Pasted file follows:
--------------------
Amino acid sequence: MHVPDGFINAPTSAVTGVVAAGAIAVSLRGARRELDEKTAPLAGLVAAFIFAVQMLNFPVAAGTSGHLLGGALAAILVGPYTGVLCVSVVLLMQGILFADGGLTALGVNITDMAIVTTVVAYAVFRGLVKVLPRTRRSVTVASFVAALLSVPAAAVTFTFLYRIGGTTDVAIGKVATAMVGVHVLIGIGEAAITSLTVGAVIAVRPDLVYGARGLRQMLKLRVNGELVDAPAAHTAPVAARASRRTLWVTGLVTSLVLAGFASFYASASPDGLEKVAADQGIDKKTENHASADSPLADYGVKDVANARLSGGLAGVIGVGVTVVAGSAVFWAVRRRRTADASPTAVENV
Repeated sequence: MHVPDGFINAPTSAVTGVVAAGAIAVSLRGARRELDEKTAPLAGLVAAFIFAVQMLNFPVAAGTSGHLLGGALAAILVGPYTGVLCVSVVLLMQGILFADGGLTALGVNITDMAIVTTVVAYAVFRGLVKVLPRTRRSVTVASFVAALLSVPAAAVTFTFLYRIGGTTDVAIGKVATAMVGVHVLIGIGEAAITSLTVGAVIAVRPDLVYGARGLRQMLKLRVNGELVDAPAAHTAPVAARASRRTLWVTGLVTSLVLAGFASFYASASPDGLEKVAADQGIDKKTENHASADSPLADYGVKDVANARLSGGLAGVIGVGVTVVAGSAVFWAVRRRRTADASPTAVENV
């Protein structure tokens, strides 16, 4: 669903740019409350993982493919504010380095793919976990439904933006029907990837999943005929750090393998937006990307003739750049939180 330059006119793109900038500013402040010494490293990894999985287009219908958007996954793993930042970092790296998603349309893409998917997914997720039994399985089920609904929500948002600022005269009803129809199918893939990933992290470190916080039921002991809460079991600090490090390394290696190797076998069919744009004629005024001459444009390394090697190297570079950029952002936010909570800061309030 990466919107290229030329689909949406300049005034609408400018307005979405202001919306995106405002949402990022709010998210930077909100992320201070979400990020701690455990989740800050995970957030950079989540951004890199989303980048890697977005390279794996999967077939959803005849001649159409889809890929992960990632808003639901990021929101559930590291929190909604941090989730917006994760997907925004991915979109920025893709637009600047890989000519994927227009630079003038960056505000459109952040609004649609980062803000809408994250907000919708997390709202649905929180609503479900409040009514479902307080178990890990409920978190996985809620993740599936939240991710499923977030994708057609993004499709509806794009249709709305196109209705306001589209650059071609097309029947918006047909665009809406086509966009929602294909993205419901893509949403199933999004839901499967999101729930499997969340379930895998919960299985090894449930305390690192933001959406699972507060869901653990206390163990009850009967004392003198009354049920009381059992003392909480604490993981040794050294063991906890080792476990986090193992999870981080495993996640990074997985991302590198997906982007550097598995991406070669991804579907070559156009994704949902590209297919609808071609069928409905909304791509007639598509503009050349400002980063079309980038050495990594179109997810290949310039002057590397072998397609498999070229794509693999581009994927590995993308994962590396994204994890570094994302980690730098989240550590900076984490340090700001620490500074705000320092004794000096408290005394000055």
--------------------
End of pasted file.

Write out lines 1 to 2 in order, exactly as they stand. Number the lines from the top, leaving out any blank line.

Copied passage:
Amino acid sequence: MHVPDGFINAPTSAVTGVVAAGAIAVSLRGARRELDEKTAPLAGLVAAFIFAVQMLNFPVAAGTSGHLLGGALAAILVGPYTGVLCVSVVLLMQGILFADGGLTALGVNITDMAIVTTVVAYAVFRGLVKVLPRTRRSVTVASFVAALLSVPAAAVTFTFLYRIGGTTDVAIGKVATAMVGVHVLIGIGEAAITSLTVGAVIAVRPDLVYGARGLRQMLKLRVNGELVDAPAAHTAPVAARASRRTLWVTGLVTSLVLAGFASFYASASPDGLEKVAADQGIDKKTENHASADSPLADYGVKDVANARLSGGLAGVIGVGVTVVAGSAVFWAVRRRRTADASPTAVENV
Repeated sequence: MHVPDGFINAPTSAVTGVVAAGAIAVSLRGARRELDEKTAPLAGLVAAFIFAVQMLNFPVAAGTSGHLLGGALAAILVGPYTGVLCVSVVLLMQGILFADGGLTALGVNITDMAIVTTVVAYAVFRGLVKVLPRTRRSVTVASFVAALLSVPAAAVTFTFLYRIGGTTDVAIGKVATAMVGVHVLIGIGEAAITSLTVGAVIAVRPDLVYGARGLRQMLKLRVNGELVDAPAAHTAPVAARASRRTLWVTGLVTSLVLAGFASFYASASPDGLEKVAADQGIDKKTENHASADSPLADYGVKDVANARLSGGLAGVIGVGVTVVAGSAVFWAVRRRRTADASPTAVENV